Food

Vietnamese Food: More Than Pho

When most people think of Vietnamese food, they automatically think of pho. While pho is an amazing, mouth-watering noodle soup with a meaty broth, there are plenty of other dishes and cuisines that people tend to overlook.

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For example, banh xeo is a crunchy fried crepe filled with bean sprouts, meat, and onions. It is dipped in sweet fish sauce, known as nuoc mam. banhxeoThe name, “banh xeo” literally translates into, “sizzling cake.” That refers to the sounds made when the batter is first poured onto a hot pan. Bun bo hue is known for its well balanced flavors of sweetness, sourness, and spiciness. Its flavor and base derives from lemon grass. Often included in this noodle soup is oxtail, beef, tofu, and thick noodles. Another great dish would be com tam, also known as “broken rice.” It is a full meal with rice and meat with pickled veggies to the side. Most of the time, if you order this dish, you receive a small bowl of fish sauce (nuoc mam) and another bowl of soup broth. Bo kho is a stew filled with chunks of beef and carrots. Often times, it is eaten with toasted bread that you dip into the stew or thin strands of noodles. With plenty of other colorful dishes, Vietnamese food is much more than just pho.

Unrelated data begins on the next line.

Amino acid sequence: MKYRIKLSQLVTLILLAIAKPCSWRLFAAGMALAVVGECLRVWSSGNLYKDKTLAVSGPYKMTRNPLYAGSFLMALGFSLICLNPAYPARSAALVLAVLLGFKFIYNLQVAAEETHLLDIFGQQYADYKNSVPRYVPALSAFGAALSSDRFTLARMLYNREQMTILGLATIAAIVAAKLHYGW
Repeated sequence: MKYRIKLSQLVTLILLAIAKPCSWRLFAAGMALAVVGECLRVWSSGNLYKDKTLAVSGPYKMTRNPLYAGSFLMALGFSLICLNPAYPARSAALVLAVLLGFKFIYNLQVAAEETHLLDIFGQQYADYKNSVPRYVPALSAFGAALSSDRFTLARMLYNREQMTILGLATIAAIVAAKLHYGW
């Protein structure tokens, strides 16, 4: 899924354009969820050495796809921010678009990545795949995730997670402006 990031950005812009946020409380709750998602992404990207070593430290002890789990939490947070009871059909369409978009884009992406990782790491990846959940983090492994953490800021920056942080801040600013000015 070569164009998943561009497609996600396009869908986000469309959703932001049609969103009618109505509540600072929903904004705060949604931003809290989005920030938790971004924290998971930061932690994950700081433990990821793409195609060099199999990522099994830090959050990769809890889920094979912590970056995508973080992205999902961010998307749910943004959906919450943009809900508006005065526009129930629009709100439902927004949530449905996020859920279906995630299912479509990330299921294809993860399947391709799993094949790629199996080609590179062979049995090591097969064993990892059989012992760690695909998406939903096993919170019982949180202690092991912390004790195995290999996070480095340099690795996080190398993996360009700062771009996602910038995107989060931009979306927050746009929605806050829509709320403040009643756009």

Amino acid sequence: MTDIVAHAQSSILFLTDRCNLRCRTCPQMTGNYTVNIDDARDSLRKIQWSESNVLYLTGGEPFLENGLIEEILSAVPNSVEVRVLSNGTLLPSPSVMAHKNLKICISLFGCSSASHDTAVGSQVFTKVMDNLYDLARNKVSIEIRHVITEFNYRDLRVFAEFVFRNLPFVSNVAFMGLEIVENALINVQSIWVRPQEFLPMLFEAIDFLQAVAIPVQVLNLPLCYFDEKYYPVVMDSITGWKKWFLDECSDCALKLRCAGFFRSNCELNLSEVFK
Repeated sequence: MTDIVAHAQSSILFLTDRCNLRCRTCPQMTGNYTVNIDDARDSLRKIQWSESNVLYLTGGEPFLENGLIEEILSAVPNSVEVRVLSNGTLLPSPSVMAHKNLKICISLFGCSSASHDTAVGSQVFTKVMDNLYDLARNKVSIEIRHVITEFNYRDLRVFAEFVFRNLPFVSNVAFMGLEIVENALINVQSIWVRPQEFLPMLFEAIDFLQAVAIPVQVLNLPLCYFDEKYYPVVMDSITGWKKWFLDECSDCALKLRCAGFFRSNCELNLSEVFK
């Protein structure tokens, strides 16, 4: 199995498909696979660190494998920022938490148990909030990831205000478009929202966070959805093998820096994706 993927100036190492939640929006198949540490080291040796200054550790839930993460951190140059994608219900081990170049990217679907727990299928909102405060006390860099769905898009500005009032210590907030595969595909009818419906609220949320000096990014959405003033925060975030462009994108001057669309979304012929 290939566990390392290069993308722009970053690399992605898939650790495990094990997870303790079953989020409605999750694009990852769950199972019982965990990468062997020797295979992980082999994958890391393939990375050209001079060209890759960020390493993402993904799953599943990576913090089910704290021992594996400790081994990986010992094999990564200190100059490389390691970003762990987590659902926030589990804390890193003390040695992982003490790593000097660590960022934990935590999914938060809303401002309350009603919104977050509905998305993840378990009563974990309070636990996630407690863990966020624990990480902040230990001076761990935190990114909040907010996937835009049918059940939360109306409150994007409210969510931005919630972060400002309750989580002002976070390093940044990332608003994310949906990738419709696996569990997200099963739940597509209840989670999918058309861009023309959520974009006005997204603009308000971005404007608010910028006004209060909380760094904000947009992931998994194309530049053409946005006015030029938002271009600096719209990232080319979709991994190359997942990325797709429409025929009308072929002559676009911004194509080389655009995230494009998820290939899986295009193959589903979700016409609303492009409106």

Like many people know, rice, known as “com” in Vietnamese, normally makes up the three meals a day for the Vietnamese. When families eat, they usually gather around and distribute the food. Each have their own individual bowls of rice and a pair of chopsticks. Along with the rice, canh is made. Canh is broth made that tends to be based on meat flavors. One well known canh is canh chua. “Canh chua” translates to “sour soup.” Often times, this canh includes, tofu, shrimp, tomatoes, bean sprouts, canh chua.jpgfish, and pineapple. Other popular dishes eaten alongside rice are pickled vegetables, boiled vegetables, tofu, caramelized fish, and other meaty dishes. At the dinner table, your elders are the first to sit and eat. When you are finished eating, many tend to place their chopsticks on the bowl. In Vietnamese culture, many are encouraged to eat every last grain of rice. It is believed that the more rice you have left over may result in bad luck in your love life or your life in general.

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